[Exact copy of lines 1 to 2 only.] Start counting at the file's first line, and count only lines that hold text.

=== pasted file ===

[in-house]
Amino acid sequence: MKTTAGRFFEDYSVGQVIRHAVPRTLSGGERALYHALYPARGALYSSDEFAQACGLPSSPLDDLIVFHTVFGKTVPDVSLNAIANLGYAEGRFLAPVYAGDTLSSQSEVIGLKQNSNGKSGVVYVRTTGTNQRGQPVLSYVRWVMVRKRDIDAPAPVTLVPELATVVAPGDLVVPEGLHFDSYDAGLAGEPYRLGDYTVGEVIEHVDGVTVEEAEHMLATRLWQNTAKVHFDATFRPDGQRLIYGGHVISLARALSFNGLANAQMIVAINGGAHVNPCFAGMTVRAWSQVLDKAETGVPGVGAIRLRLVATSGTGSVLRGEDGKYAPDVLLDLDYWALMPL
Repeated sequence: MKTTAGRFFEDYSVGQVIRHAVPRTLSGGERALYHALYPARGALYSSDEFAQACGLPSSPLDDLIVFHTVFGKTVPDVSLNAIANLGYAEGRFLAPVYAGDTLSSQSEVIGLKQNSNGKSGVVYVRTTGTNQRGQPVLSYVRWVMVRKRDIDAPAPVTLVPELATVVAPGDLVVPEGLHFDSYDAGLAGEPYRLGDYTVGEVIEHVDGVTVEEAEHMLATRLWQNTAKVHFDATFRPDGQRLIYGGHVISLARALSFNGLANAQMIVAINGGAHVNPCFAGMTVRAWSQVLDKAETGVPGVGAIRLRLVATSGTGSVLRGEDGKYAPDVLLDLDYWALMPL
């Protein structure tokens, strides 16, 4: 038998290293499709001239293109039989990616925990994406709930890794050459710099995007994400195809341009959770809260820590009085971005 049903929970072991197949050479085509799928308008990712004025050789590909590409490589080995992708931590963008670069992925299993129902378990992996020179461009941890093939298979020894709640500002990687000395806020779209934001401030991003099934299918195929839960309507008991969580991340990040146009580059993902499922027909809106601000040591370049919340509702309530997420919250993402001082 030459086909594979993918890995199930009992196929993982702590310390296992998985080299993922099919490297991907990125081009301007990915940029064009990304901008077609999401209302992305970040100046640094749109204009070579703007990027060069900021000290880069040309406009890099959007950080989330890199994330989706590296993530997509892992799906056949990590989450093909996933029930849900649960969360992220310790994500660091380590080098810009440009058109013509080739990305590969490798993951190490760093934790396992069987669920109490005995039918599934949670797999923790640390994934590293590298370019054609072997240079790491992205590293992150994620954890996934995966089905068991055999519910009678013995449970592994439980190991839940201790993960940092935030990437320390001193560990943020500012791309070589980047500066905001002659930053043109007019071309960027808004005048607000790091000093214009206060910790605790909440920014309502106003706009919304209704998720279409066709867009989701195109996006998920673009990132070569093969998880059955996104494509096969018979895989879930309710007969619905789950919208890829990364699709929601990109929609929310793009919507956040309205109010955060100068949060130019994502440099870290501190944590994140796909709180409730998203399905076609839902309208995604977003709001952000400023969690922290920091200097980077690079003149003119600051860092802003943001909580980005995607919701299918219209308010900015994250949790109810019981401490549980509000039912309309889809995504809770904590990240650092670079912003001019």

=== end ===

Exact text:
[in-house]
Amino acid sequence: MKTTAGRFFEDYSVGQVIRHAVPRTLSGGERALYHALYPARGALYSSDEFAQACGLPSSPLDDLIVFHTVFGKTVPDVSLNAIANLGYAEGRFLAPVYAGDTLSSQSEVIGLKQNSNGKSGVVYVRTTGTNQRGQPVLSYVRWVMVRKRDIDAPAPVTLVPELATVVAPGDLVVPEGLHFDSYDAGLAGEPYRLGDYTVGEVIEHVDGVTVEEAEHMLATRLWQNTAKVHFDATFRPDGQRLIYGGHVISLARALSFNGLANAQMIVAINGGAHVNPCFAGMTVRAWSQVLDKAETGVPGVGAIRLRLVATSGTGSVLRGEDGKYAPDVLLDLDYWALMPL